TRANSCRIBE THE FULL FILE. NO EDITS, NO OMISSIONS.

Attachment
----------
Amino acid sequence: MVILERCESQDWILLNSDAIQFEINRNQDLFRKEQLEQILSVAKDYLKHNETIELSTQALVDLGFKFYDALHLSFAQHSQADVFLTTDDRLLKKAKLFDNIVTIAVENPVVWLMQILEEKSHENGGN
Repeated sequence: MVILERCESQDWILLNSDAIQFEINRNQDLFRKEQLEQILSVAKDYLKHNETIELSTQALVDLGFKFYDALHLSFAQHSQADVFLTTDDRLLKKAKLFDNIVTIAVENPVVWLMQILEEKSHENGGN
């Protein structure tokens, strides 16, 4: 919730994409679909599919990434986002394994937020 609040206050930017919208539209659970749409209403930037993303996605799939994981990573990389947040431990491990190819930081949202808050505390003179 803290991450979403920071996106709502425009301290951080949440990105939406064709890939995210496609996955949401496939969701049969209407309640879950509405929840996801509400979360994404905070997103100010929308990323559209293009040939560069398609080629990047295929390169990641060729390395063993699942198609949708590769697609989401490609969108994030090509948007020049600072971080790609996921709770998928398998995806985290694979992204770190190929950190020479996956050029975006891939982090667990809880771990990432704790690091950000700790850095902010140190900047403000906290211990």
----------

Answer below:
Amino acid sequence: MVILERCESQDWILLNSDAIQFEINRNQDLFRKEQLEQILSVAKDYLKHNETIELSTQALVDLGFKFYDALHLSFAQHSQADVFLTTDDRLLKKAKLFDNIVTIAVENPVVWLMQILEEKSHENGGN
Repeated sequence: MVILERCESQDWILLNSDAIQFEINRNQDLFRKEQLEQILSVAKDYLKHNETIELSTQALVDLGFKFYDALHLSFAQHSQADVFLTTDDRLLKKAKLFDNIVTIAVENPVVWLMQILEEKSHENGGN
């Protein structure tokens, strides 16, 4: 919730994409679909599919990434986002394994937020 609040206050930017919208539209659970749409209403930037993303996605799939994981990573990389947040431990491990190819930081949202808050505390003179 803290991450979403920071996106709502425009301290951080949440990105939406064709890939995210496609996955949401496939969701049969209407309640879950509405929840996801509400979360994404905070997103100010929308990323559209293009040939560069398609080629990047295929390169990641060729390395063993699942198609949708590769697609989401490609969108994030090509948007020049600072971080790609996921709770998928398998995806985290694979992204770190190929950190020479996956050029975006891939982090667990809880771990990432704790690091950000700790850095902010140190900047403000906290211990």